Home - Search - Browse - Alphabetic Index: 0- 1- 2- 3- 4- 5- 6- 7- 8- 9
A- B- C- D- E- F- G- H- I- J- K- L- M- N- O- P- Q- R- S- T- U- V- W- X- Y- Z
Indian Manned Spacecraft
India began its national manned space program in 2006. As of 2014, the design had evolved to this 7.8-metric-ton version. In December 2014 a boilerplate of the reentry capsule had been tested, but funding limitations meant no date was set for testing of an all-up spacecraft, to be launched by the GSLV-III launch vehicle.

AKA: Orbital Vehicle 2015. Status: Design 2014. First Launch: 2014-12-18. Last Launch: 2014-12-18. Number: 1 . Gross mass: 7,800 kg (17,100 lb). Height: 5.80 m (19.00 ft). Diameter: 3.10 m (10.10 ft).

Development of the Orbital Vehicle began in 2006. The original plan was for a two-crew conical Gemini-type spacecraft with an endurance of a week in space. The full-scale design was finalized by March 2008, and funded from February 2009. A mock-up was delivered in 2009. First manned flight was to be in 2013, then 2016. The project suffered from low funding, and by 2014, despite a suborbital test of a capsule boilerplate, no date was announced for the first full-up unmanned or manned flight. Availability of funding would determine whether that could occur before 2000 or if the project would be abandoned.

As of 2015 the design utilized a Soyuz-shaped reentry capsule with a mass of 3735 kg, a diameter of 3.100 m and height of 2.678 m. The ablative reentry shield consisted of carbon phenolic tiles, with tan medium density ablative tiles covering the rest of the outer surface. After re-entry, at a velocity of 233 m/s, a pair of 2.3 meter diameter pilot parachutes stabilized the capsule. This was followed by a pair of 6.2 m diameter drogue parachutes, which reduced the velocity to 50 m/s. At 5 km altitude three 31-m diameter main parachutes deployed. The capsule was designed to splash down in the ocean followed by recovery by Indian naval vessels. The reaction control system consisted of six 100-N thrusters burning MMH / MON3 storable propellants. The capsule was designed to initially accomodate two astronauts on long-duration solo missions. The design allowed later modification to carry three on short-duration shuttle missions to an orbiting space station.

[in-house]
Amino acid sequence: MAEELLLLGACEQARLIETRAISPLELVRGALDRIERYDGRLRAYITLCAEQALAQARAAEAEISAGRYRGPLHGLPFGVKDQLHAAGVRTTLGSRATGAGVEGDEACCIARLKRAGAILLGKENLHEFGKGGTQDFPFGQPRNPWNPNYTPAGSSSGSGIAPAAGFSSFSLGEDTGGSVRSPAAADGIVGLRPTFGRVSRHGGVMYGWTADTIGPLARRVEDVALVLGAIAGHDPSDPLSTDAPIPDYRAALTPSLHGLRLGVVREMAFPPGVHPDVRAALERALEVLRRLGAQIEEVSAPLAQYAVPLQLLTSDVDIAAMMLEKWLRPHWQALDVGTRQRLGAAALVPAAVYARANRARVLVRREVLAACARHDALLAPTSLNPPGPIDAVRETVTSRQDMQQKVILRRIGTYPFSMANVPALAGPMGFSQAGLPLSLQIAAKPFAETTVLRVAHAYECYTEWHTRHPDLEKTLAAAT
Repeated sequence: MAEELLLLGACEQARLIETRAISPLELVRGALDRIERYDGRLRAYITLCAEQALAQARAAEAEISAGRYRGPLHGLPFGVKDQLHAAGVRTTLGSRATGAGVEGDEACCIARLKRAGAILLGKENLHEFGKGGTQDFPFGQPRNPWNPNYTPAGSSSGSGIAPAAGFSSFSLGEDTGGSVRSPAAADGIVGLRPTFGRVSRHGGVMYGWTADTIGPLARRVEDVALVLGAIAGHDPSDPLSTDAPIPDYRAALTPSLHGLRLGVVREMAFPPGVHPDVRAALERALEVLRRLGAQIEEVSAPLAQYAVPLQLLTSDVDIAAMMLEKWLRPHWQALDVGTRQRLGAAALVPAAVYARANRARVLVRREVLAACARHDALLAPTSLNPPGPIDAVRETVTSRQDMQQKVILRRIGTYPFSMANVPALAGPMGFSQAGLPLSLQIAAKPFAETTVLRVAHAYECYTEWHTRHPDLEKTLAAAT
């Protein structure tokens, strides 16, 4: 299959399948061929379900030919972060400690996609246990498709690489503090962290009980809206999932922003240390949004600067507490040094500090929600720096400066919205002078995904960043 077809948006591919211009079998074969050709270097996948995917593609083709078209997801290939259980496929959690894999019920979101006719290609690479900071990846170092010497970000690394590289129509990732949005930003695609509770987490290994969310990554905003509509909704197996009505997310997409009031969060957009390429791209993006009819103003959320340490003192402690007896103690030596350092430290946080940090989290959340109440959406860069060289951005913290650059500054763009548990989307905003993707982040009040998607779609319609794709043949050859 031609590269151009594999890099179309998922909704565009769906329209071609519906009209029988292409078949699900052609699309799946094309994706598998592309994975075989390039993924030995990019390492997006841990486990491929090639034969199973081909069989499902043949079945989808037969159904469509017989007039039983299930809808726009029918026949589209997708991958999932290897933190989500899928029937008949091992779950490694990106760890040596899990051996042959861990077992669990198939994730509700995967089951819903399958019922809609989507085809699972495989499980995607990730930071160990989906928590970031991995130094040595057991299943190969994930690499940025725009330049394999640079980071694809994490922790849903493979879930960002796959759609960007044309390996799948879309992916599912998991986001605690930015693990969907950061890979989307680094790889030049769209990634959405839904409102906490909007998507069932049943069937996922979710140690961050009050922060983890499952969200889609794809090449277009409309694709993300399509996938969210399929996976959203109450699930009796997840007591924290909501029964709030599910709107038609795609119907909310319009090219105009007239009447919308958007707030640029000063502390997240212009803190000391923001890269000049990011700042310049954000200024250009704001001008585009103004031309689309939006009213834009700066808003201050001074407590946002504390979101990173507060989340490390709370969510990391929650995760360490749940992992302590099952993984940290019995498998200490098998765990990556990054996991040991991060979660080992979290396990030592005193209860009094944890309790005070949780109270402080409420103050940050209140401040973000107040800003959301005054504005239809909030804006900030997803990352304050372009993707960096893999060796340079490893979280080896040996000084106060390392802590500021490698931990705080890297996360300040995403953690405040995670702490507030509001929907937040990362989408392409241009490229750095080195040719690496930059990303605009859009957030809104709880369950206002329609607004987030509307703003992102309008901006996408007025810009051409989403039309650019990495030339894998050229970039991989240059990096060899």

In comparison with the Soyuz and Shenzhou capsules, the Indian version is significantly larger and heavier:

Re-entry Vehicle    
Total Mass-kg                3,000     3,240     3,735 
Length-m                      1.90      2.06      2.68
Diameter-m                    2.17      2.52      3.10
Volume compared to Soyuz      1.00      1.46      2.88

The service module, based on a 2013 ISRO drawing, is powered by two high-expansion-ratio liquid propellant engines. Based on the payload capability of the GSLV-III booster, it would have a mass of around 3000 kg. A launch escape system. using a tower approach like that on Soyuz, Shenzhou, and Apollo, was planned. In-cabin space suits would be based on the Russian Sokol suit.



Country: India. Launch Vehicles: GSLV-3. Launch Sites: Sriharikota SLP.

2014 December 18 - . 04:00 GMT - . Launch Site: Sriharikota. Launch Complex: Sriharikota SLP. Launch Pad: Srikarikota SLP. LV Family: GSLV. Launch Vehicle: GSLV-3.
  • CARE/LVM3-X - . Mass: 3,735 kg (8,234 lb). Nation: India. Class: Manned. Type: Manned spacecraft. Spacecraft: Indian Manned Spacecraft. Apogee: 126 km (78 mi).

    Launch of the first GSLV-III rocket on a suborbital test flight. The S200 solid boosters and L110 core stage, with two Vikas engines, propelled an inert second stage to 126 km and 5.3 km/s. Second stage separation and payload separation were also tested; the payload was the Crew Module Atmospheric Reentry Experiment, a prototype command module for an Indian manned spacecraft with a mass of 3735 kg which splashed down in the Bay of Bengal. Orbit was around -4418 x 126 km x 32.7 deg.



Home - Search - Browse - Alphabetic Index: 0- 1- 2- 3- 4- 5- 6- 7- 8- 9
A- B- C- D- E- F- G- H- I- J- K- L- M- N- O- P- Q- R- S- T- U- V- W- X- Y- Z
© 1997-2017 Mark Wade - Contact
© / Conditions for Use